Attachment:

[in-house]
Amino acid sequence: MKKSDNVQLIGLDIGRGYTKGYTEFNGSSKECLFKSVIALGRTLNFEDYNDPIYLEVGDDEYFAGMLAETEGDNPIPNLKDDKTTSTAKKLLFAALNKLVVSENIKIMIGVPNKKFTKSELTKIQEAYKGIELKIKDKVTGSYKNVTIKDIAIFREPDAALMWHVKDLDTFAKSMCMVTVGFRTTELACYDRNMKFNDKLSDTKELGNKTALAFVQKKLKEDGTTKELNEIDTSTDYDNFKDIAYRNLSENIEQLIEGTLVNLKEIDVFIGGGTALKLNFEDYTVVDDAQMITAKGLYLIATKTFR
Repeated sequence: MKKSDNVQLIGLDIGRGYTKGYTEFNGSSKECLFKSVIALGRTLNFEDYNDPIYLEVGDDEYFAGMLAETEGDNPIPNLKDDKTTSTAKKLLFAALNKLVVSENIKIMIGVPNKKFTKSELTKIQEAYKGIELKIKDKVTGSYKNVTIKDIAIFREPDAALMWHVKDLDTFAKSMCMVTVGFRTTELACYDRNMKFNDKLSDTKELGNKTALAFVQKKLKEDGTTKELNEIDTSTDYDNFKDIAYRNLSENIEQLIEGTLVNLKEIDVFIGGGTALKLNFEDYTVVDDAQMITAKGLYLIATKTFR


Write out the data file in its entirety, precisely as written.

[in-house]
Amino acid sequence: MKKSDNVQLIGLDIGRGYTKGYTEFNGSSKECLFKSVIALGRTLNFEDYNDPIYLEVGDDEYFAGMLAETEGDNPIPNLKDDKTTSTAKKLLFAALNKLVVSENIKIMIGVPNKKFTKSELTKIQEAYKGIELKIKDKVTGSYKNVTIKDIAIFREPDAALMWHVKDLDTFAKSMCMVTVGFRTTELACYDRNMKFNDKLSDTKELGNKTALAFVQKKLKEDGTTKELNEIDTSTDYDNFKDIAYRNLSENIEQLIEGTLVNLKEIDVFIGGGTALKLNFEDYTVVDDAQMITAKGLYLIATKTFR
Repeated sequence: MKKSDNVQLIGLDIGRGYTKGYTEFNGSSKECLFKSVIALGRTLNFEDYNDPIYLEVGDDEYFAGMLAETEGDNPIPNLKDDKTTSTAKKLLFAALNKLVVSENIKIMIGVPNKKFTKSELTKIQEAYKGIELKIKDKVTGSYKNVTIKDIAIFREPDAALMWHVKDLDTFAKSMCMVTVGFRTTELACYDRNMKFNDKLSDTKELGNKTALAFVQKKLKEDGTTKELNEIDTSTDYDNFKDIAYRNLSENIEQLIEGTLVNLKEIDVFIGGGTALKLNFEDYTVVDDAQMITAKGLYLIATKTFR